We took off north out of Arequipa toward Chivay. Our guidebook says it’s a bumpy 4 hour drive. The lady at our hostel said it was all paved (we think). Not far out of town when the road turned to rocks and dirt, we just shrugged and kept going – this is sort of normal for us.
This road was one of the worst we’ve encountered in a while – all the junk on our dashboard flew five or six inches in the air on several occasions. It was almost funny, but the aches and pains of traveling this way without a proper head rest or an ergonomic seat get to you.
After about two hours on this road, we came to a fork with pavement going 3 directions: Colca Canyon (our destination), Puno, and back to Arequipa. Ahh, so there’s the paved road*.
At this junction we were waved down by a police officer who looked generally confused. Where had we come from? Really? He shrugged it off, said something we didn’t catch and pointed us in the right direction. We later learned that we were supposed to stop and pay a fee for driving on National Reserve land, but we managed to do without.
Now that we were on the paved highway to Chivay, we thought we’d make up some time, but the climb slowed us down. At one point I know I could have walked faster than Red Beard was climbing.
Just before the hail started, Jason got out and adjusted the carbs. We were running much better just in time for snow, and our highest pass yet at 4900 meters (~16,100 feet)!
We saw all three Peruvian camelids (llamas, alpacas and vicuña) out in the wild. The vicuña are either endangered or close to it, depending on your source.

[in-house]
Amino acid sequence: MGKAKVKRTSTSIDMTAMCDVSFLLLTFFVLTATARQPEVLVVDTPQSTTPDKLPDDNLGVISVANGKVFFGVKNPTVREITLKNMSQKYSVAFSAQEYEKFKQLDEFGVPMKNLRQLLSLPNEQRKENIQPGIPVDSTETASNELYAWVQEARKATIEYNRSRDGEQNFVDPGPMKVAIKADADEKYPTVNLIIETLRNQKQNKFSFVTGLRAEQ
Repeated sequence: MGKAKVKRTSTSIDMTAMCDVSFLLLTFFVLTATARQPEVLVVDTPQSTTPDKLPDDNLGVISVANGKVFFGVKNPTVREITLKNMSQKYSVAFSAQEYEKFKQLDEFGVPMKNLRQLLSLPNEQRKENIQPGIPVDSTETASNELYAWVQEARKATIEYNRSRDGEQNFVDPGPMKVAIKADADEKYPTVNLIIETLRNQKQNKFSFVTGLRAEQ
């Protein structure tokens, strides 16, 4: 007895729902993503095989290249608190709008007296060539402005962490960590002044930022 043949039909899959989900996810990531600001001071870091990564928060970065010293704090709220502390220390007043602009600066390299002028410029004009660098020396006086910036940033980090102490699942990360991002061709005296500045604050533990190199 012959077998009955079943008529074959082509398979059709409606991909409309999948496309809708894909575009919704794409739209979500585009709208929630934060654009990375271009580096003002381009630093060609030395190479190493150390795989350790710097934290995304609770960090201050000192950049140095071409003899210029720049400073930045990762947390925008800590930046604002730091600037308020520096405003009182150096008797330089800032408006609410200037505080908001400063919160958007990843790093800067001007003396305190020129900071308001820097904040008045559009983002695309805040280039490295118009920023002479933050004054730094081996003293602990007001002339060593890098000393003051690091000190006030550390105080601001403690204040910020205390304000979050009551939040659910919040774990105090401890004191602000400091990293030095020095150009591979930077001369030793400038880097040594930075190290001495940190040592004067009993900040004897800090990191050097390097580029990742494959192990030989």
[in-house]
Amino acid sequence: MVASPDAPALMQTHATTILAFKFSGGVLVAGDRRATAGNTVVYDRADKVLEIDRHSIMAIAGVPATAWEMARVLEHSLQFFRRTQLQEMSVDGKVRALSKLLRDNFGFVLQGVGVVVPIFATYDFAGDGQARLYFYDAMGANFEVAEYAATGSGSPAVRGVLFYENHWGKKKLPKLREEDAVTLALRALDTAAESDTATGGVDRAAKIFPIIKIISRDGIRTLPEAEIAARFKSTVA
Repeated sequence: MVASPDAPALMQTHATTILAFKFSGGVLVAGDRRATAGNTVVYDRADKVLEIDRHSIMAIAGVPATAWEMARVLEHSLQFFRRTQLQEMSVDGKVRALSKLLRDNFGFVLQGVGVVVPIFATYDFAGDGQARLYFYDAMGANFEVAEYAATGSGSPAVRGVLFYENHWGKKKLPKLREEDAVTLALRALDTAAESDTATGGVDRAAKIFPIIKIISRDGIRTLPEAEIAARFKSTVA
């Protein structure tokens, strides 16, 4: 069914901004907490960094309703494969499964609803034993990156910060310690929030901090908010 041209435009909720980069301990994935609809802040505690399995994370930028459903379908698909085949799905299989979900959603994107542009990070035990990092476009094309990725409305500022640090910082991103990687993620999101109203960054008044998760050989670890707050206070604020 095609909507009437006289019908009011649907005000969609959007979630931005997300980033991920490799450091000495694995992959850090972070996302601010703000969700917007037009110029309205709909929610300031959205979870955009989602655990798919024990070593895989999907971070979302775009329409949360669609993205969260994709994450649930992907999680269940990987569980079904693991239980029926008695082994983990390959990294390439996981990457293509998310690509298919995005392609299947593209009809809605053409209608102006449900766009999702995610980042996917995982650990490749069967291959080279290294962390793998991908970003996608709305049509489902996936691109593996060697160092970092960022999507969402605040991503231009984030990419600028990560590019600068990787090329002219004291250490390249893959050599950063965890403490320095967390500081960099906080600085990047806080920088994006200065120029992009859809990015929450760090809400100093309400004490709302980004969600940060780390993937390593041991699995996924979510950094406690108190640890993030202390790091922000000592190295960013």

We also saw our French friends Fred and Regine boondocking right in the middle of town. We wanted to find the local hot springs before dark, so we urged them to come along and find a more tranquil spot to sleep. Only a few kilometers out of town are the La Calera hot springs.
We could camp in the parking lot for free and entrance to the hot springs was 10 soles (about $3 USD). They had pool-side service and there was quite a scene going on. We went down for a nighttime dip, a few drinks, and met some more good folks – mostly Aussies on a 3 week tour. We’ve seen several tour groups in southern Peru – after not having seen, well, any the rest of our trip.
After a cold night’s sleep, we headed right back to the hot springs (they open at 4AM!) to warm up and plan our day. The kids played** while we made the easy decision of just following along with Fred and Regine for the next few days – they already had this area all figured out.
*when leaving Arequipa, you should head northwest towards Yura to stay on the paved road. It looks like a longer route, but your joints will probably thank you for it later.
** Bode has also turned into the DJ. Current top-two on his play list: Jim Croce’s “Bad Bad Leroy Brown” and ZZ Top’s “I’m Bad, I’m Nationwide.” I think I spot a trend – time to update the MP3 player.